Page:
The Democratic National Convention

 “Barnum’s New ‘What Is It’”
  Source:  Harper’s Weekly
  Date:   August 17, 1872, p. 648

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Complete HarpWeek Explanation:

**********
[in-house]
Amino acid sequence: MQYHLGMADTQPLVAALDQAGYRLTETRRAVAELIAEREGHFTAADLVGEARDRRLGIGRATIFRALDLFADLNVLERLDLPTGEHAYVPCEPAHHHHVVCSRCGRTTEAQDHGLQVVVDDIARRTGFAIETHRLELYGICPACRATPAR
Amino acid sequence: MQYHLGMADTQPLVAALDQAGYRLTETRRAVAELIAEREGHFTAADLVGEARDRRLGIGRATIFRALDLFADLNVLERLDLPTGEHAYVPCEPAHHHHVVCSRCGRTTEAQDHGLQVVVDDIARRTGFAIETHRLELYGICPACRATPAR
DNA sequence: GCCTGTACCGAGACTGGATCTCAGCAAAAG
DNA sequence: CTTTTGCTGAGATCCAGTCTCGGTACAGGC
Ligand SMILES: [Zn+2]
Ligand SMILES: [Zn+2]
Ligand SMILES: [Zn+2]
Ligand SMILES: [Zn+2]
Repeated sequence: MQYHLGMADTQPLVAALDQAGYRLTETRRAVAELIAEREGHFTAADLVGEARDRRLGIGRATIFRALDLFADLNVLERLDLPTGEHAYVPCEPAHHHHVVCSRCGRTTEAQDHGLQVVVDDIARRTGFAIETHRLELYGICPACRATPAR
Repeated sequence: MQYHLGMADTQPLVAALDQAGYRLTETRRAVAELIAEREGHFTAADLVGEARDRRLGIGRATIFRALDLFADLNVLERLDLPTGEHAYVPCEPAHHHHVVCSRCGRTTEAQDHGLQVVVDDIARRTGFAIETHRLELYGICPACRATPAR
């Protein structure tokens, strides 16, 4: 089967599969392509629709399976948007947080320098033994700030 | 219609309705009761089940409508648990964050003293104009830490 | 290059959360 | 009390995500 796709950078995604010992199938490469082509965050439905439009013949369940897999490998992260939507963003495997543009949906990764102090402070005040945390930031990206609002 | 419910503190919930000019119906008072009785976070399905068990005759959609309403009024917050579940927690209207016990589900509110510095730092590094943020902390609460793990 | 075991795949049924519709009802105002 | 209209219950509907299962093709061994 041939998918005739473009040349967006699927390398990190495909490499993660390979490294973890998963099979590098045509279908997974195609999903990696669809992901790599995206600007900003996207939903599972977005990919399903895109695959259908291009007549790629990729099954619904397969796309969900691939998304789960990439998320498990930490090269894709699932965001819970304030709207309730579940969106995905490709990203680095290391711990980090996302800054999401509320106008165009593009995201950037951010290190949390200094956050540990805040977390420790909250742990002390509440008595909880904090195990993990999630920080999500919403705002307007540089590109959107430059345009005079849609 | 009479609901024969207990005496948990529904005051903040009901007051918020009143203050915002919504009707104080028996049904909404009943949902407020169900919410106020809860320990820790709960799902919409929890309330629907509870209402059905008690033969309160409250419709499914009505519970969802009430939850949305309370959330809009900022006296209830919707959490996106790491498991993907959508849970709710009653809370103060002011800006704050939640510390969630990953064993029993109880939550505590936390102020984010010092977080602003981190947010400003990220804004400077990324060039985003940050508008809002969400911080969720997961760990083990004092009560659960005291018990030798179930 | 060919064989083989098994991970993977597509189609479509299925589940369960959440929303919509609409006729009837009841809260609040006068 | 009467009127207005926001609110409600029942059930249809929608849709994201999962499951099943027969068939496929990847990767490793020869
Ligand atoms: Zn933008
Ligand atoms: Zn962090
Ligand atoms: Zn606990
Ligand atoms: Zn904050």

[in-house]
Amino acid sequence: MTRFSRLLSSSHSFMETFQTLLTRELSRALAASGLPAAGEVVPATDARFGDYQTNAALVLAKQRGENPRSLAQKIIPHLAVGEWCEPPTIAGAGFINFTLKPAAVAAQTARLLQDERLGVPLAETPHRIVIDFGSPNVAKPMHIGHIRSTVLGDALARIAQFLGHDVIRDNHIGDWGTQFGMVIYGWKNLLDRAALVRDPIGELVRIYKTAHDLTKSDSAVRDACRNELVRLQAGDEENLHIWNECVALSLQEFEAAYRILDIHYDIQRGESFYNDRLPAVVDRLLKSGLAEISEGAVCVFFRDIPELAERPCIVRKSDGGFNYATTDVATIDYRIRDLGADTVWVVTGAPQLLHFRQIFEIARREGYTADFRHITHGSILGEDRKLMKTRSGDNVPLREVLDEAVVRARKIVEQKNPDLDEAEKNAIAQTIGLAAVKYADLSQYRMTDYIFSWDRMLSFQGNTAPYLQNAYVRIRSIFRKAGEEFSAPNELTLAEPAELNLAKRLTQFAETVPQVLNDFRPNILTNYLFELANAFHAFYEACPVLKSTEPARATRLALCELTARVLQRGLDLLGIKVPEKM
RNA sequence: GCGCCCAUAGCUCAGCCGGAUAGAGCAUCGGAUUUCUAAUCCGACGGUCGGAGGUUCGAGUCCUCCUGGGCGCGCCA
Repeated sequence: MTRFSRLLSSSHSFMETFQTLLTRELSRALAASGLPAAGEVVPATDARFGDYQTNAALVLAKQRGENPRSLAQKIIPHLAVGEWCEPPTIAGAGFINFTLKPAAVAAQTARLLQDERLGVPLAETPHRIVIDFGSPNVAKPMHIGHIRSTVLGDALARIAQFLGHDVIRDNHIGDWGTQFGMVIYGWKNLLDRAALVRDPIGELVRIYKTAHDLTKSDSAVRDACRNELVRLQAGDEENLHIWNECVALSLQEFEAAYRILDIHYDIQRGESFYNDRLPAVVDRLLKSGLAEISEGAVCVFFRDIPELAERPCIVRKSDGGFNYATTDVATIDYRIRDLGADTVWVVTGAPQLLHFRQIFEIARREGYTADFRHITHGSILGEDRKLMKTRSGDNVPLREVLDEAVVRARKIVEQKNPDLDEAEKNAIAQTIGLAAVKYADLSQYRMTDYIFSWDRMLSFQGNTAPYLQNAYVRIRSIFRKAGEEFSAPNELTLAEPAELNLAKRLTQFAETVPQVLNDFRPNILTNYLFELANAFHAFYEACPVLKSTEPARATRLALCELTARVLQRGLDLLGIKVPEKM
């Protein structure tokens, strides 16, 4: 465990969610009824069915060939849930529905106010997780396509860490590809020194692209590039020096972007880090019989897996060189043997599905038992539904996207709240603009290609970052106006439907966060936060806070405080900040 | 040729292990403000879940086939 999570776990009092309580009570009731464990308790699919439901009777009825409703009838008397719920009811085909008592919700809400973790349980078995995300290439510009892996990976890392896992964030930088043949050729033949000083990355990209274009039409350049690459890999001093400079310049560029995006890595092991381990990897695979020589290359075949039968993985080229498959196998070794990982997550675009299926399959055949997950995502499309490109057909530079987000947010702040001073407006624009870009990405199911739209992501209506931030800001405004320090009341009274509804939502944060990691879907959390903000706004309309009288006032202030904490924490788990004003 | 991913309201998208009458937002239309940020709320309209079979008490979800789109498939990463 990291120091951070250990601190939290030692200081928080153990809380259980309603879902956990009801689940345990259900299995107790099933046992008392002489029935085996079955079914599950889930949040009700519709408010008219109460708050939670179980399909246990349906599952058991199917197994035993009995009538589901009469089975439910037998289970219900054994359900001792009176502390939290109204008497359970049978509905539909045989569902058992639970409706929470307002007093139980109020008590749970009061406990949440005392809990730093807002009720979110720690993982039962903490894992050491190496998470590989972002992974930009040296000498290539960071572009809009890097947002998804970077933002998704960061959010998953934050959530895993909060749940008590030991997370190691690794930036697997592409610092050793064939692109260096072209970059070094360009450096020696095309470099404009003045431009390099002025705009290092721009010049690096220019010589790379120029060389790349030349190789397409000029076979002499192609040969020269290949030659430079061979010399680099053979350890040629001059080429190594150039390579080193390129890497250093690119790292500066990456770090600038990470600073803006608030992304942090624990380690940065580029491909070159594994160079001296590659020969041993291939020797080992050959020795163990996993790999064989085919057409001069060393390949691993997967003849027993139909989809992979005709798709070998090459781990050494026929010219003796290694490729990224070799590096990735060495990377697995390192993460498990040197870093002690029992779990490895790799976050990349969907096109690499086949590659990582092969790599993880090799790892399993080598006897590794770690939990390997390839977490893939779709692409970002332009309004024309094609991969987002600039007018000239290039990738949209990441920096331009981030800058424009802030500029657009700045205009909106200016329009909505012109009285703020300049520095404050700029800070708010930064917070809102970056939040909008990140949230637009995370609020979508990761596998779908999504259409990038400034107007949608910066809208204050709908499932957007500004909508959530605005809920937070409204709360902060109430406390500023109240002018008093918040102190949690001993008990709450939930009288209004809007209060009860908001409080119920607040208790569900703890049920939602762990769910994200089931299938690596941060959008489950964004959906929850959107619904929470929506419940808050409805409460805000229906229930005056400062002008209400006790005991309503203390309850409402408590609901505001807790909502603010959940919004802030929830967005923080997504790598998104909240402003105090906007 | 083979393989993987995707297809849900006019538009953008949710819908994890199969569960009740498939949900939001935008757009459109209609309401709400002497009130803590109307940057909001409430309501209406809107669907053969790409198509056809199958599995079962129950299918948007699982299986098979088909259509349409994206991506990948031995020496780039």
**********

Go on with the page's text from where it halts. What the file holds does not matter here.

In Nast’s “Barnum’s New ‘What Is It,’” showman P. T. Barnum, a close friend of Greeley, is quoted in the caption praising the candidate’s character.  The title’s “What Is It” refers to a sham perpetrated by Barnum at his American Museum in 1859.  Feeding on the newly reported evolutionary theory of Charles Darwin and on anti-black prejudice, Barnum (despite being an abolitionist) had billed a short, black man as the “missing link” between apes and humans.  Here, Greeley fills that role by incorporating into his candidacy such contradictory notions as free trade and protectionism, pro- and anti-temperance, and pro- and anti-Ku Klux Klan.  The Woolly Horse was another Barnum humbug, in which he took a horse with curly hair, reversed it in its stall, and advertised it as a horse “with his head where his tail should be.”  Its placement in this cartoon underlines Greeley’s alleged nature of pretending to be something that he was not.  The note attached to the horse mimics Nast’s charge that the hypocritical Tribune was an partisan organ that alleged it was not an organ.



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